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People v. Willer

OPINION FILED APRIL 15, 1985.

THE PEOPLE OF THE STATE OF ILLINOIS, PLAINTIFF-APPELLEE,

v.

GARY A. WILLER, DEFENDANT-APPELLANT.



Appeal from the Circuit Court of Vermilion County; the Hon. James K. Robinson, Judge, presiding.

JUSTICE MCCULLOUGH DELIVERED THE OPINION OF THE COURT:

Defendant entered a plea of guilty in the circuit court of Vermilion County to the offenses of indecent liberties with a child, attempted aggravated incest, and two counts of aggravated incest (Ill. Rev. Stat. 1983, ch. 38, pars. 11-4(a)(2), 8-4(a), 11-10(a)(1), 11-10(a)(2)) on June 5, 1984, before Judge Robinson. On July 24, 1984, Judge Robinson imposed concurrent terms of imprisonment of seven years for indecent liberties with a child, seven years for aggravated incest, and two years for attempted aggravated incest. On July 26, 1984, defendant filed a motion to withdraw his plea of guilty because of the sentences imposed. The motion was denied on August 8, 1984, and this appeal followed, challenging the sentences imposed and requesting sentence credit.

• 1 We first consider defendant's argument that the trial court abused its discretion in imposing sentences beyond the statutory minimum. The defendant pleaded guilty to the offenses of indecent liberties with a child, a Class 1 felony providing for a term of imprisonment of from four to 15 years; aggravated incest, a Class 2 felony providing for a term of imprisonment of from three to seven years; and attempted aggravated incest, a Class 3 felony providing for a term of imprisonment of from two to five years. (Ill. Rev. Stat. 1983, ch. 38, pars. 11-4(a)(2), 11-10(a)(2), 8-4(a), 1005-8-1.) The only sentencing restriction under the plea agreement was that the sentences imposed by the court be concurrent. As the sentences were made concurrent, and were within the statutory range for the offenses and the sentencing range as described to the defendant prior to the court's acceptance of his guilty plea, which plea was reaffirmed by the defendant at the inception of the sentencing hearing, imposition of sentences beyond the statutory minimum does not, of itself, require that he be allowed to withdraw his plea of guilty. In People v. Stacey (1977), 68 Ill.2d 261, 266-67, 369 N.E.2d 1254, 1256-57, it was stated:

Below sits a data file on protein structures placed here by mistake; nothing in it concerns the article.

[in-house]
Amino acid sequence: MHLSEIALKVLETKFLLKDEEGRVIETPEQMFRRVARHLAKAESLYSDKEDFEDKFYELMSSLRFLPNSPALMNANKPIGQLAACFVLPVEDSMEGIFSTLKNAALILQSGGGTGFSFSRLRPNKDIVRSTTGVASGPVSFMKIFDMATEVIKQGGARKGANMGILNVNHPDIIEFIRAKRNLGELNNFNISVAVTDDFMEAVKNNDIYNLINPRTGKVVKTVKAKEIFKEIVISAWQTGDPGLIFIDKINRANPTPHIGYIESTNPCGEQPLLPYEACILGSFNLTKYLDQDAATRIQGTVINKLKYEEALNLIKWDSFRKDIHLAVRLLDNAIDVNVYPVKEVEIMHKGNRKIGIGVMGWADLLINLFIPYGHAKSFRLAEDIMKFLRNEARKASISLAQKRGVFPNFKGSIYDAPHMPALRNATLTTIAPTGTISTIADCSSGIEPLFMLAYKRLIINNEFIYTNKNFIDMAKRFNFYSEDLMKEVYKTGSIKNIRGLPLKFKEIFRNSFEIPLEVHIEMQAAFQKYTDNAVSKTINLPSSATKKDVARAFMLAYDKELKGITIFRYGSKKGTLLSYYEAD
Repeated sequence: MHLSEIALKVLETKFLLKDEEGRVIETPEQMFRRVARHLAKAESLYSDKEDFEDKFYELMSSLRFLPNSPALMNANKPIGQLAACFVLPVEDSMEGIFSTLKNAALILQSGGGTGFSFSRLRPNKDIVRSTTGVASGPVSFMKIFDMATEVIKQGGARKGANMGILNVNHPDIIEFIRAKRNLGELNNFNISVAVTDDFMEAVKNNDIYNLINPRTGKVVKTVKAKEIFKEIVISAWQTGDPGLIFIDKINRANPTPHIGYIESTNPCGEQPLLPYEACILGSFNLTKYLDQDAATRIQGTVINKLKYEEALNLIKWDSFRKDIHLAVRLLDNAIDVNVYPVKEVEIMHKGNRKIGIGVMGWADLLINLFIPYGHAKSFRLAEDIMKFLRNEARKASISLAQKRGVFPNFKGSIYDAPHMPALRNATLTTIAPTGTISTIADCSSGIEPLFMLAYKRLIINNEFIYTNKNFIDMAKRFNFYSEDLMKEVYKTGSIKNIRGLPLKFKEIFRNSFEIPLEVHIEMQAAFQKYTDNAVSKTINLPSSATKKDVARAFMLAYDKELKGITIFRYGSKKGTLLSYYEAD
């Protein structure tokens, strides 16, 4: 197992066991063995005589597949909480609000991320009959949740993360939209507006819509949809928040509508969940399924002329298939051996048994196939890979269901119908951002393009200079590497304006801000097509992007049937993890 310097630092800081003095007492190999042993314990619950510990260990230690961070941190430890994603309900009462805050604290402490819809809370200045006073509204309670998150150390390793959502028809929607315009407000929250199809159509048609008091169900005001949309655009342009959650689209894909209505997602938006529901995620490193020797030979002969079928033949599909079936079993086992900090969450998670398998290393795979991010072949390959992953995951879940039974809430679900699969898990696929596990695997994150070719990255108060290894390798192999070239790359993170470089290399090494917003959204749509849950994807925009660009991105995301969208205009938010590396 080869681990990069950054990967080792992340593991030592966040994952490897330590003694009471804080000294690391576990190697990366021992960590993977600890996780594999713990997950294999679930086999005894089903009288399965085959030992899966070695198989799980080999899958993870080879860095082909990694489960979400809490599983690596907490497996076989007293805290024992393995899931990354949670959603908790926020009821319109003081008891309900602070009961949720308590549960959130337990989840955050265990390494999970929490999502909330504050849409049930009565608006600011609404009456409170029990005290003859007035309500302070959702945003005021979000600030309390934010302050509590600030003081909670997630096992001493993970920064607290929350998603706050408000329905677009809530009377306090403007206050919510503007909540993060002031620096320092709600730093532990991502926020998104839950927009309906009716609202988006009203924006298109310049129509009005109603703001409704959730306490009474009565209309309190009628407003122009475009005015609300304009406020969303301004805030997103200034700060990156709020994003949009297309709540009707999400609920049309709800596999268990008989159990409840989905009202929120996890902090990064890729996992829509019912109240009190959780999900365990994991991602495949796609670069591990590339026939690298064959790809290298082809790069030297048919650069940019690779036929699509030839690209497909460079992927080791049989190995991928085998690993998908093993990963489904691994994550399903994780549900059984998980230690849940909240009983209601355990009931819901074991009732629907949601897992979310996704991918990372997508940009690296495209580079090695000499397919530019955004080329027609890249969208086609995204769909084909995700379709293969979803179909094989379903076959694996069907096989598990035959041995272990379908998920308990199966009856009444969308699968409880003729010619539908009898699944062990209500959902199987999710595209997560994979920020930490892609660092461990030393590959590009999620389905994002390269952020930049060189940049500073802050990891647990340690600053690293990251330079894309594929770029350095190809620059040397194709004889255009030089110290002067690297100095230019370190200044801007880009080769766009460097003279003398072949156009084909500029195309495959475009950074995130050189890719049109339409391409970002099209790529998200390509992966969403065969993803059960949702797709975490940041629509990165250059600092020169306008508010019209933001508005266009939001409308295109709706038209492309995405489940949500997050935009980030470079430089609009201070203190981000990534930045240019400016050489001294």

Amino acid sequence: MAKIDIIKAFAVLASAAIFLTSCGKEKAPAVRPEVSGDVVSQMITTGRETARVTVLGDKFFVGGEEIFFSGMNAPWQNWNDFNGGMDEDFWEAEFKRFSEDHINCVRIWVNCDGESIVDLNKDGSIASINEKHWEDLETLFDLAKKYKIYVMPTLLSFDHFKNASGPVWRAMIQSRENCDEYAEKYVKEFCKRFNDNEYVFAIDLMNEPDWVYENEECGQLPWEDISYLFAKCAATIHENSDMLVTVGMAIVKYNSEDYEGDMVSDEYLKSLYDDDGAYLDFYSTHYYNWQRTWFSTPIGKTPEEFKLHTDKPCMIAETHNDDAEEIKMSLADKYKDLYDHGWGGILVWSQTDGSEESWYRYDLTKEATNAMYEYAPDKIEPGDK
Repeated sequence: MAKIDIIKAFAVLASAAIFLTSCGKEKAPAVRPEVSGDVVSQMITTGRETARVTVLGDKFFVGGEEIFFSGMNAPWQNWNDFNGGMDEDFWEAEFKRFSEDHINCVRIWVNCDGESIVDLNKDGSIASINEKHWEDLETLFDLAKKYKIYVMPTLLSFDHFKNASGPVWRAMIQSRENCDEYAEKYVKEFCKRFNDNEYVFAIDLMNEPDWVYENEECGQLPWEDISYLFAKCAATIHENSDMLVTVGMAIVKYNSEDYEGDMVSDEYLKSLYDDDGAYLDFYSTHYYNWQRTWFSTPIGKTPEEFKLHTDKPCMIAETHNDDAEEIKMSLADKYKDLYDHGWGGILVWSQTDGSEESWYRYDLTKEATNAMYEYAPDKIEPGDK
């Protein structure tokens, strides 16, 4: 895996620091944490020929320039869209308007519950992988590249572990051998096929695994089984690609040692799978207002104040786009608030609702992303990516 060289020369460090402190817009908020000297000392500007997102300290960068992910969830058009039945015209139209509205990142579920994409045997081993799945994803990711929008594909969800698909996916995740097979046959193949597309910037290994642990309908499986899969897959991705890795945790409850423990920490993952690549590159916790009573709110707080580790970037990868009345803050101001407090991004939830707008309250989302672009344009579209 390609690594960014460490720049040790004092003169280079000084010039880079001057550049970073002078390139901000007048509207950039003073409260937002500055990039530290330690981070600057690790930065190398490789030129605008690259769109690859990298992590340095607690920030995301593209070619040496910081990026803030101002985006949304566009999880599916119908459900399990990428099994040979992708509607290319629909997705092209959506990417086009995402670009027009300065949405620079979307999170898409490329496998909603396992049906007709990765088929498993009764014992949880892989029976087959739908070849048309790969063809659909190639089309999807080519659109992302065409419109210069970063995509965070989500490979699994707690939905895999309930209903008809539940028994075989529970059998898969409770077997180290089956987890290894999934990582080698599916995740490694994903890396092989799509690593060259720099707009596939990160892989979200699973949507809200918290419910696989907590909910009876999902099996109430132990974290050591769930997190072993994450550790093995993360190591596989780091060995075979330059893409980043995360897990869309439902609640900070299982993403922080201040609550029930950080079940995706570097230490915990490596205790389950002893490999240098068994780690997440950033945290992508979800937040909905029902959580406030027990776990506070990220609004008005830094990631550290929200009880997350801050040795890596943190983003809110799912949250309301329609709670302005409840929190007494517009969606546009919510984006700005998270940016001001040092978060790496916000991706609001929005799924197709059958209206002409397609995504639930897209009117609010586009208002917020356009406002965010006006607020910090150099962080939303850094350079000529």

"As a part of such [a plea] agreement the defendant implicitly undertakes to accept the sentence of the court and to admit that the sentence is fair and justified under the circumstances of the case. (People v. Whitehead (1975), 32 Ill. App.3d 615, 616; People v. Melvin (1975), 27 Ill. App.3d 269, 273; People v. Edwards (1974), 18 Ill. App.3d 379, 380.) This agreement applies to both a negotiated and nonnegotiated sentence imposed after a plea of guilty. * * *

As we have observed, Rule 604(d) is more than a simple procedural step. It is one which goes to the heart of the agreement entered into between the People and the defendant. To allow the defendant to appeal by attacking only the sentence would make for the unwholesome situation of the accused, through negotiation with the State, obtaining modification or dismissal of the more serious charges, entering a plea of guilty, and then attacking not his admission of the crime but only the sentence imposed."

Although the above language in Stacey was in the context of holding compliance with Supreme Court Rule 604(d) (87 Ill.2d R. 604(d)) condition precedent to appeal after sentencing upon a plea of guilty, we find it likewise applicable here. The defendant's dissatisfaction is with the sentences imposed, but this dissatisfaction does not render involuntary his admissions of the crimes, and therefore does not require vacating the pleas of guilty. Moreover, we have reviewed the evidence presented in aggravation at the sentencing hearing, and find no abuse in the sentences imposed. People v. Cox (1980), 82 Ill.2d 268, 412 N.E.2d 541.

• 2 Defendant also argues that he is entitled to sentence credit pursuant to the terms of section 5-8-7(b) of the Unified Code of Corrections (Code) (Ill. Rev. Stat. 1983, ch. 38, par. 1005-8-7(b)), first, for nine days served in jail on this charge prior to his release on recognizance bond (from May 8, 1984, to May 17, 1984); and second for 68 days of "total home confinement," with release for employment and medical purposes, imposed as a condition of his release on recognizance bond, from the time of his release through the date of sentencing. Section 5-8-7(b) provides:

"The offender shall be given credit on the determinate sentence or maximum term and the minimum period of imprisonment for time spent in custody as a result of the offense for which the sentence was imposed, at the rate specified in Section 3-6-3 of this Code." (Ill. Rev. Stat. 1983, ch. 38, par. 1005-8-7(b).)

The State concedes defendant's entitlement to sentence credit for the nine days served in the Vermilion County jail, but argues he has waived the issue of his entitlement for the 68 days of "total home confinement" by failing to raise it in his motion to withdraw his plea of guilty, citing Supreme Court Rule 604(d) (87 Ill.2d R. 604(d)).